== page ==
The guards involved in the Tuesday shooting were working for an Australian-run security company. But the people they were assigned to protect work under the same United States government agency whose security guards sprayed bullets across a crowded Baghdad square on Sept. 16, an episode that caused an uproar among Iraqi officials and is still being investigated by the United States.
In the Tuesday shooting, as many as 40 bullets struck the car, killing the driver and the woman in the front seat on the passenger side. A woman and a boy in the back seat survived, according to witnesses and local police officials in the Karada neighborhood, where the shooting took place on a boulevard lined with appliance stores, tea shops and money changers.
American government officials said the guards had been hired to protect financial and policy experts working for an organization under contract with the United States Agency for International Development, a quasi-independent State Department agency that does extensive aid work in Iraq.
The organization, RTI International, is in Iraq to carry out what is ultimately a State Department effort to improve local government and democratic institutions. But a Bush administration official said the State Department bore no responsibility for overseeing RTI's security operations.
"A.I.D. does not direct the security arrangements of its contractors," the official said. "These groups are contractually responsible for the safety and security of their employees. That responsibility falls entirely on the contractor." [and the contractor will do whatever it takes, including killing women and children, to protect its clients]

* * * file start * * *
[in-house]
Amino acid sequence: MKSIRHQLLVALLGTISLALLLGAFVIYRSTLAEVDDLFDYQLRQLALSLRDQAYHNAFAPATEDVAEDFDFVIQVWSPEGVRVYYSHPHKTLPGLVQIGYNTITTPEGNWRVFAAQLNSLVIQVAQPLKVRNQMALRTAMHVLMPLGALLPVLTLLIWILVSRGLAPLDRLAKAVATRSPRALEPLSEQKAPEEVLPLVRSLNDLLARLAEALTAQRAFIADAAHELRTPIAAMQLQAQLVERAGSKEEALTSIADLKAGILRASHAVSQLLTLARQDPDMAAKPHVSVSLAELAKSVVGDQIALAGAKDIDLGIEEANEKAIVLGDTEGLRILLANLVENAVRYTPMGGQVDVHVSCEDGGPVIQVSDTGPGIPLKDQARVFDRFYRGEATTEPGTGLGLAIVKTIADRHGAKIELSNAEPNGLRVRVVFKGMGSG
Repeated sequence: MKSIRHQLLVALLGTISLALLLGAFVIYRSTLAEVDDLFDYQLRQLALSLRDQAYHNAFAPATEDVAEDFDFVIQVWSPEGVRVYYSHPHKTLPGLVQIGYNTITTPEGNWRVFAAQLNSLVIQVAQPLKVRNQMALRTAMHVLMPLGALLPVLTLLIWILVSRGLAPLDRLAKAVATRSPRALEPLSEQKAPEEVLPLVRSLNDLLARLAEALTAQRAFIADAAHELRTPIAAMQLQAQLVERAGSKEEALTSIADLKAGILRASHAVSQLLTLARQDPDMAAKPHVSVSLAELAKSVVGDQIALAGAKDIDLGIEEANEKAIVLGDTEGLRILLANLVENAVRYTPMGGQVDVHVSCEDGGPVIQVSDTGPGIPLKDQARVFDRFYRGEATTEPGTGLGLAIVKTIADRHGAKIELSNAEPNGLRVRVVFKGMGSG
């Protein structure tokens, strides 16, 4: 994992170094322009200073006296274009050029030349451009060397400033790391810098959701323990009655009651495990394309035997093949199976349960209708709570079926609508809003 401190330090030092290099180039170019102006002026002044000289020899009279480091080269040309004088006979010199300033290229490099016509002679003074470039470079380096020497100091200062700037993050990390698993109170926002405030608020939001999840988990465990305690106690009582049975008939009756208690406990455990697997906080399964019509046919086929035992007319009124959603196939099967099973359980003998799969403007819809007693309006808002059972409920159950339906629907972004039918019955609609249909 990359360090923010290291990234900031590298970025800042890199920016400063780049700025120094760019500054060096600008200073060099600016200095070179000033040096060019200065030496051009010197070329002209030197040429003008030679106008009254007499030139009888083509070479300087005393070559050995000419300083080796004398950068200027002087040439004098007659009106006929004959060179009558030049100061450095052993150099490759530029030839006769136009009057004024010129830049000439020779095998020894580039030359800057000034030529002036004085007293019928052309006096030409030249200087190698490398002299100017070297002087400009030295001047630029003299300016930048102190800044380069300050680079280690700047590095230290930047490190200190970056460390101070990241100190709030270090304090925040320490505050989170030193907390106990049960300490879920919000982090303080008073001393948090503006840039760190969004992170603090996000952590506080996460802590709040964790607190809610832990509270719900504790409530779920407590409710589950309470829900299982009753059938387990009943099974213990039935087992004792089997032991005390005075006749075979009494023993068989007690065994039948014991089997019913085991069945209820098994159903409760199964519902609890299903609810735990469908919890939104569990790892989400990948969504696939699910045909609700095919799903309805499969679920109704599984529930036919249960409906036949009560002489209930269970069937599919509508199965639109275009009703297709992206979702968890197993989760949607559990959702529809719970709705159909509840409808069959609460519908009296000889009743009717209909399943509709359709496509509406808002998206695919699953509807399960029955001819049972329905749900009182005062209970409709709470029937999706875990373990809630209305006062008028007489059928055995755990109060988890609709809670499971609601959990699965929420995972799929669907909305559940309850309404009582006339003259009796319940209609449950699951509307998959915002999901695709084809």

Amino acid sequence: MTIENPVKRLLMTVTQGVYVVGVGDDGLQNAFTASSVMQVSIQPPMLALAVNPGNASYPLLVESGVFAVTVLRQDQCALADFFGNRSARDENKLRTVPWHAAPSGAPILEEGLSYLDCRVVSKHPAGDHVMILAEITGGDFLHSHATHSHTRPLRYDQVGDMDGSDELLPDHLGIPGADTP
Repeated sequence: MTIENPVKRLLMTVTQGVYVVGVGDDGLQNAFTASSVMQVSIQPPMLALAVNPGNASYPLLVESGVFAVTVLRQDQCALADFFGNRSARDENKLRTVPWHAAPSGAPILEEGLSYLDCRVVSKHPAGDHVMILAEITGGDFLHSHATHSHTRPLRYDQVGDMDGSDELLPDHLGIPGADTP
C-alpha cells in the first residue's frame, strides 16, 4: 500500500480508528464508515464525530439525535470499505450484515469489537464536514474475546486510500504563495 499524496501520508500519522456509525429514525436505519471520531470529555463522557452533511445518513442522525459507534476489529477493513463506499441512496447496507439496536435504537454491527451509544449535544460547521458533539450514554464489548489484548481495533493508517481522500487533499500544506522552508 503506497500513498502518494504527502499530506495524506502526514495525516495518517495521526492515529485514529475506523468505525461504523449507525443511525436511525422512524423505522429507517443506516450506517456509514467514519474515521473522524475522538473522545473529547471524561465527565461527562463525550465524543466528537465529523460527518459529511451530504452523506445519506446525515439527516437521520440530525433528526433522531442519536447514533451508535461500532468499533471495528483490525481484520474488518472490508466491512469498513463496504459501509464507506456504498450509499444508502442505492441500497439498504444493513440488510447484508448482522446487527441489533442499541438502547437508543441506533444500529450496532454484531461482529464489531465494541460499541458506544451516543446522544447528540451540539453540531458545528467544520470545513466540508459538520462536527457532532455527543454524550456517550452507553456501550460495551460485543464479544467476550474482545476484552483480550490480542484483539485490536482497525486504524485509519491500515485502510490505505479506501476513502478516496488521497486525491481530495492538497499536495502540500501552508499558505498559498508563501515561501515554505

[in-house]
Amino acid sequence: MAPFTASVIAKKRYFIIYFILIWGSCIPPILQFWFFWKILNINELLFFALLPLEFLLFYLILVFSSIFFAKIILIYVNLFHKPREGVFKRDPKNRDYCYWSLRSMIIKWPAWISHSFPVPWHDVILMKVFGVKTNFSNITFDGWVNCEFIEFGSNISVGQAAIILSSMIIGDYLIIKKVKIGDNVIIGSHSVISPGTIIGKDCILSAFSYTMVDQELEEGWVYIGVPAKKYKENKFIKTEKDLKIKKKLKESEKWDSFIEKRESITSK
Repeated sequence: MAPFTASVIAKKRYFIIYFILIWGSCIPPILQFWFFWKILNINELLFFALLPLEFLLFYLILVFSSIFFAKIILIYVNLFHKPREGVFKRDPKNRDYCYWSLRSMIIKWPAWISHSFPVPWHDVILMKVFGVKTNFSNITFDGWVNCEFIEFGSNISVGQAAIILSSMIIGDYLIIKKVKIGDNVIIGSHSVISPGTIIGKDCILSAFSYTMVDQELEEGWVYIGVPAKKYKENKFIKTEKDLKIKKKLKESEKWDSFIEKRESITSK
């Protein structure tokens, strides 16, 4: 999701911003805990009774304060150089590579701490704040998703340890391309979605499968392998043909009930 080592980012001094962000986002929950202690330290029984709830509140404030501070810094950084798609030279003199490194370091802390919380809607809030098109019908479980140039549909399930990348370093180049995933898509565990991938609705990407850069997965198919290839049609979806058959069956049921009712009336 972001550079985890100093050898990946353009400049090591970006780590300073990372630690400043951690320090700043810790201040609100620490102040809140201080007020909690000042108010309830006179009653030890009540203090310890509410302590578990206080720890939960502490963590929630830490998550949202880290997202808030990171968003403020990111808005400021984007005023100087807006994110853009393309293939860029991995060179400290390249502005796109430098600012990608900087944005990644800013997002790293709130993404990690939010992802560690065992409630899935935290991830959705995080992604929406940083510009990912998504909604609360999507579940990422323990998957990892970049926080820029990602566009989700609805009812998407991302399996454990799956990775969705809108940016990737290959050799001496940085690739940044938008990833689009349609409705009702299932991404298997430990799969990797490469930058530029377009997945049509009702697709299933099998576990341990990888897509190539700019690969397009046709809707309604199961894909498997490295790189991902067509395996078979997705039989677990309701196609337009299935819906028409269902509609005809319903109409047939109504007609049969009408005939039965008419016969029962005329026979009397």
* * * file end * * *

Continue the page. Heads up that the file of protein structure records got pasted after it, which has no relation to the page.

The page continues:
A priest and relatives near the scene said that all of the people in the car were Armenian Christians, who make up a small minority group in Iraq. The Oldsmobile was shot once in the radiator, witnesses said, in front of a plumbing supply store as it approached a convoy of white sport utility vehicles 50 yards away.
As the car kept rolling, a barrage of gunfire suddenly tore through its hood, roof and windshield, as well as the passenger side.
The guards who were in the convoy work for Unity Resources Group, an Australian-run company that has its headquarters in Dubai and is registered in Singapore, according to a statement by the company. Unity Resources was hired by RTI to provide security in Iraq. [Security for WHOM??]